American Toad

American Toad       Anaxyrus americanus

Type of Animal:

Forests, meadows, gardens, lawns, semi-permanent freshwater pools/ponds, back/front yards, farmland, marshes, swamps, bogs, rivers, streams, lakes, ponds, mountainous areas, scrub forest, chaparral, parks, prairie, residential areas, roadside ditches, flat grassland, woodlands, suburbs, rural areas, urban areas, riparian areas

US E of extreme NE Texas, E Oklahoma, E Kansas, tiny parts of E Nebraska & E South Dakota, & E North Dakota & south to W & N Mississippi, Louisiana-Mississippi border, N Alabama, & N Georgia. Also found in S Canada from E Manitoba eastwards.

Eastern subspecies changes color from yellow to brown to black, from solid colors to speckled, each spot has 1 or 2 warts, enlarged warts on lower leg below knee, belly often spotted, very few markings. Dwarf subspecies dark red to light red, warts darker than skin, smallest subspecies (reaches 2.25 in max). Hudson Bay subspecies reddish w/ high number of warts. Males smaller w/ darker throats.

Adults eat crickets, moths, ants, sow bugs, pill bugs, roaches, beetles, grasshoppers, mosquitoes, flies, spiders, worms, snails, slugs, insect larvae, grubs, centipedes, baby mice, & salamander larvae. Tadpoles eat algae.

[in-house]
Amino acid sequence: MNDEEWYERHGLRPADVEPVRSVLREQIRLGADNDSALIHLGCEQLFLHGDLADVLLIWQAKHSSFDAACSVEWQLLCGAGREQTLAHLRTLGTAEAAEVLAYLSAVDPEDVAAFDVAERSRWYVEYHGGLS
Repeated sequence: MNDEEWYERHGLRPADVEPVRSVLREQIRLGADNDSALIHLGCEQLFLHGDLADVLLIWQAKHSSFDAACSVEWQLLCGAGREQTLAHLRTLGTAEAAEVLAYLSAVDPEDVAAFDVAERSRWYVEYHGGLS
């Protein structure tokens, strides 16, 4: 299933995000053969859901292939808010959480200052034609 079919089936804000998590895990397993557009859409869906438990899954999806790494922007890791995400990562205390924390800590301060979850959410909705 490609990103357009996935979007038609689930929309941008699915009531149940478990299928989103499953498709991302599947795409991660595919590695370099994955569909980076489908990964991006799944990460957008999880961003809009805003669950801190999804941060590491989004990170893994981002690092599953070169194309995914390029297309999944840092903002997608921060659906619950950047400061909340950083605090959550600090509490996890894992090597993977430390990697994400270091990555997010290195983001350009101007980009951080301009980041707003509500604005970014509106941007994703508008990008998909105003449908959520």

Status in Wild:

Breeding from zoos, aquariums, nature centers, & private breeders

Adults solitary or groups of 2-10 toads. Tadpoles in large groups & toadlets in small groups.

Additional Info:


Male-1.65 oz
Female-2 oz

1 week 

Life Span:
10 years

Body Length:
Male-2 in
Female-3.5 in

Main predators of adults are snakes, raptors, carnivorous/omnivorous mammals, & wading birds. Diving beetles, predaceous diving bugs, giant water bugs, many fish, crayfish, dragonfly nymphs, & many birds prey on tadpoles.

Spend 1st 2 months in water as tadpoles, then move onto land & become toadlets until sexual maturity reached at age 2.

Males make cricket-like trill in spring to attract females.

Adults more nocturnal than toadlets who sometimes come out during the day

Females can lay thousands of eggs in a season.

They can burrow up to 3 ft underground to hibernate in cold weather.

Fun Fact(s):
Some antipredator behaviors involve playing dead & puffing up their bodies.

Warty skin produces poisonous milky fluid, which is harmful if swallowed or in the eyes. Poison provides great protection from many potential predators. Tadpoles have these defensive chemicals as well.

Toads don’t cause warts.

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